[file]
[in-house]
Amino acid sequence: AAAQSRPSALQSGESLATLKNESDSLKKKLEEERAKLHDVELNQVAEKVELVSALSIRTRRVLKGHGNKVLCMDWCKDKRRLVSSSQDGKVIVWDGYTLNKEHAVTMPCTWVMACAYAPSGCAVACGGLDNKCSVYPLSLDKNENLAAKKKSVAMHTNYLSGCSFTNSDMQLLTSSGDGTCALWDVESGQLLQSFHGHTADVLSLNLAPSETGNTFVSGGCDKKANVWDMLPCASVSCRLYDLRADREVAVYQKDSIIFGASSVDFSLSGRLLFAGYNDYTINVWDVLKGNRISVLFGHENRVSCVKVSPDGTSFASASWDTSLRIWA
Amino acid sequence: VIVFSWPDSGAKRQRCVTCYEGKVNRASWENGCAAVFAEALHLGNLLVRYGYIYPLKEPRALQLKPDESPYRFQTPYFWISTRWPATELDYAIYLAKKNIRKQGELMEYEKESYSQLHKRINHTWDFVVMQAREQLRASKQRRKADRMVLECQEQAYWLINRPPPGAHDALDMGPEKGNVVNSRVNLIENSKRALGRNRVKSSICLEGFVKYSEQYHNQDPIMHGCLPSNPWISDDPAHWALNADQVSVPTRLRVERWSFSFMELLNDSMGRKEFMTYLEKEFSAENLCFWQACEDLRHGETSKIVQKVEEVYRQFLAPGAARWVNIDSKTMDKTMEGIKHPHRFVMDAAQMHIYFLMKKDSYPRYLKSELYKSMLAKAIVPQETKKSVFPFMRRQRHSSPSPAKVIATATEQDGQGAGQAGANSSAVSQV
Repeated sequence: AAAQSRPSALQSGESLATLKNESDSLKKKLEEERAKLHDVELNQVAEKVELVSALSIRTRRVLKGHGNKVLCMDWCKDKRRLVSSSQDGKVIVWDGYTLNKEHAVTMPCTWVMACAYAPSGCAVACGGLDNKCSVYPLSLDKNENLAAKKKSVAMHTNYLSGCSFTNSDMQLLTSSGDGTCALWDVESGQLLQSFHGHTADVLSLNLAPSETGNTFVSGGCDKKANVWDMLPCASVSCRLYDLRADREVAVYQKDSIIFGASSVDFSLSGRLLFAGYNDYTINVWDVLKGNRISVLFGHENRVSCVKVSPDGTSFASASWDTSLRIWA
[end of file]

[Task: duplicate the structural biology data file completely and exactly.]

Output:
[in-house]
Amino acid sequence: AAAQSRPSALQSGESLATLKNESDSLKKKLEEERAKLHDVELNQVAEKVELVSALSIRTRRVLKGHGNKVLCMDWCKDKRRLVSSSQDGKVIVWDGYTLNKEHAVTMPCTWVMACAYAPSGCAVACGGLDNKCSVYPLSLDKNENLAAKKKSVAMHTNYLSGCSFTNSDMQLLTSSGDGTCALWDVESGQLLQSFHGHTADVLSLNLAPSETGNTFVSGGCDKKANVWDMLPCASVSCRLYDLRADREVAVYQKDSIIFGASSVDFSLSGRLLFAGYNDYTINVWDVLKGNRISVLFGHENRVSCVKVSPDGTSFASASWDTSLRIWA
Amino acid sequence: VIVFSWPDSGAKRQRCVTCYEGKVNRASWENGCAAVFAEALHLGNLLVRYGYIYPLKEPRALQLKPDESPYRFQTPYFWISTRWPATELDYAIYLAKKNIRKQGELMEYEKESYSQLHKRINHTWDFVVMQAREQLRASKQRRKADRMVLECQEQAYWLINRPPPGAHDALDMGPEKGNVVNSRVNLIENSKRALGRNRVKSSICLEGFVKYSEQYHNQDPIMHGCLPSNPWISDDPAHWALNADQVSVPTRLRVERWSFSFMELLNDSMGRKEFMTYLEKEFSAENLCFWQACEDLRHGETSKIVQKVEEVYRQFLAPGAARWVNIDSKTMDKTMEGIKHPHRFVMDAAQMHIYFLMKKDSYPRYLKSELYKSMLAKAIVPQETKKSVFPFMRRQRHSSPSPAKVIATATEQDGQGAGQAGANSSAVSQV
Repeated sequence: AAAQSRPSALQSGESLATLKNESDSLKKKLEEERAKLHDVELNQVAEKVELVSALSIRTRRVLKGHGNKVLCMDWCKDKRRLVSSSQDGKVIVWDGYTLNKEHAVTMPCTWVMACAYAPSGCAVACGGLDNKCSVYPLSLDKNENLAAKKKSVAMHTNYLSGCSFTNSDMQLLTSSGDGTCALWDVESGQLLQSFHGHTADVLSLNLAPSETGNTFVSGGCDKKANVWDMLPCASVSCRLYDLRADREVAVYQKDSIIFGASSVDFSLSGRLLFAGYNDYTINVWDVLKGNRISVLFGHENRVSCVKVSPDGTSFASASWDTSLRIWA